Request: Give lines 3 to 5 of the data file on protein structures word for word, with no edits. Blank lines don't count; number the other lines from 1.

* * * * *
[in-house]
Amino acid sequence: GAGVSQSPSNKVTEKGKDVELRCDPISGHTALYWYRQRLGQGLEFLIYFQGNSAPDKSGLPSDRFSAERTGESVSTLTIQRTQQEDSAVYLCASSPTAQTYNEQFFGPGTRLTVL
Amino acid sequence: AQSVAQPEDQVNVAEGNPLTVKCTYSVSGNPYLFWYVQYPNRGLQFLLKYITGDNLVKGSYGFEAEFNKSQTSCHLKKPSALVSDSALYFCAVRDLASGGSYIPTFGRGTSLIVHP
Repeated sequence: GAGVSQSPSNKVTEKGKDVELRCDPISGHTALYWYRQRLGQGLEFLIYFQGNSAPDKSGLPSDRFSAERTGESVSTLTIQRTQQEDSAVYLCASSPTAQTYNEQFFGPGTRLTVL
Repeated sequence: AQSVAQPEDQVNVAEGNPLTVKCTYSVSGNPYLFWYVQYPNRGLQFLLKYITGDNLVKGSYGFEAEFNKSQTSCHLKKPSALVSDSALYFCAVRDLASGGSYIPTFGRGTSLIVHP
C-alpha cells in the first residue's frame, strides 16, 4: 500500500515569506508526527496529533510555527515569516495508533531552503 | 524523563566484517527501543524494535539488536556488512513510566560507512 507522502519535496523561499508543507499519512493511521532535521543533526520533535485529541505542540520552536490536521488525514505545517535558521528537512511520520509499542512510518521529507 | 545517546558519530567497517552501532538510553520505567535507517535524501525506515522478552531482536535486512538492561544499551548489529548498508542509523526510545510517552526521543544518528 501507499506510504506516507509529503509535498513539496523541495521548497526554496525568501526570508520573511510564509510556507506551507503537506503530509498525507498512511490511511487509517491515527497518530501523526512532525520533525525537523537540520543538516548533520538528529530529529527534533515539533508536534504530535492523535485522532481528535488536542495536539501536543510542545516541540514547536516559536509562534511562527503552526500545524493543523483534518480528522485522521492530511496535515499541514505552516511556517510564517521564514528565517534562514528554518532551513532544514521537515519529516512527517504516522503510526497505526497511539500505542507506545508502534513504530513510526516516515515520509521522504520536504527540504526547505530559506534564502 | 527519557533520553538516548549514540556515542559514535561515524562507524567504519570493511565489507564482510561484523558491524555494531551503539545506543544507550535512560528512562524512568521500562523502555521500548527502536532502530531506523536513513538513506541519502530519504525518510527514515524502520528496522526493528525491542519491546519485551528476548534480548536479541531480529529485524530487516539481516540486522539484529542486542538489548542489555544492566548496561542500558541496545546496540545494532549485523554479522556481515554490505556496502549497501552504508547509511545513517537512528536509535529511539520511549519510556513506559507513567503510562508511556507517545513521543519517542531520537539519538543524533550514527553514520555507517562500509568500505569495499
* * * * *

Amino acid sequence: AQSVAQPEDQVNVAEGNPLTVKCTYSVSGNPYLFWYVQYPNRGLQFLLKYITGDNLVKGSYGFEAEFNKSQTSCHLKKPSALVSDSALYFCAVRDLASGGSYIPTFGRGTSLIVHP
Repeated sequence: GAGVSQSPSNKVTEKGKDVELRCDPISGHTALYWYRQRLGQGLEFLIYFQGNSAPDKSGLPSDRFSAERTGESVSTLTIQRTQQEDSAVYLCASSPTAQTYNEQFFGPGTRLTVL
Repeated sequence: AQSVAQPEDQVNVAEGNPLTVKCTYSVSGNPYLFWYVQYPNRGLQFLLKYITGDNLVKGSYGFEAEFNKSQTSCHLKKPSALVSDSALYFCAVRDLASGGSYIPTFGRGTSLIVHP